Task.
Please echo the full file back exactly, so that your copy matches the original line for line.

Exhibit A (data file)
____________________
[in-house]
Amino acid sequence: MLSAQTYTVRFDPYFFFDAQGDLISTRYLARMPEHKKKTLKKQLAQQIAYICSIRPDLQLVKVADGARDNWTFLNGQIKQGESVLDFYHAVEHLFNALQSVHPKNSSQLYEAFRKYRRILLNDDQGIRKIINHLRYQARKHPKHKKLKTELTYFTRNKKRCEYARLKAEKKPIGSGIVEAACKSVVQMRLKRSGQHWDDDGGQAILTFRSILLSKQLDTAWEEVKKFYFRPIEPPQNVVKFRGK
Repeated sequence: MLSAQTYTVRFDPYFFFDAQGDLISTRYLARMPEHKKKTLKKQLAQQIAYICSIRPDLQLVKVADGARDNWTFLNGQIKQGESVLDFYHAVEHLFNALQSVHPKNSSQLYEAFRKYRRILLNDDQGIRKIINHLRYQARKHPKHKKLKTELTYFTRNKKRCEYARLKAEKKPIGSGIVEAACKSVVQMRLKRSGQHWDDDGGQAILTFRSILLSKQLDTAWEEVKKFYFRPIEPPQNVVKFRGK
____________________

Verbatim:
[in-house]
Amino acid sequence: MLSAQTYTVRFDPYFFFDAQGDLISTRYLARMPEHKKKTLKKQLAQQIAYICSIRPDLQLVKVADGARDNWTFLNGQIKQGESVLDFYHAVEHLFNALQSVHPKNSSQLYEAFRKYRRILLNDDQGIRKIINHLRYQARKHPKHKKLKTELTYFTRNKKRCEYARLKAEKKPIGSGIVEAACKSVVQMRLKRSGQHWDDDGGQAILTFRSILLSKQLDTAWEEVKKFYFRPIEPPQNVVKFRGK
Repeated sequence: MLSAQTYTVRFDPYFFFDAQGDLISTRYLARMPEHKKKTLKKQLAQQIAYICSIRPDLQLVKVADGARDNWTFLNGQIKQGESVLDFYHAVEHLFNALQSVHPKNSSQLYEAFRKYRRILLNDDQGIRKIINHLRYQARKHPKHKKLKTELTYFTRNKKRCEYARLKAEKKPIGSGIVEAACKSVVQMRLKRSGQHWDDDGGQAILTFRSILLSKQLDTAWEEVKKFYFRPIEPPQNVVKFRGK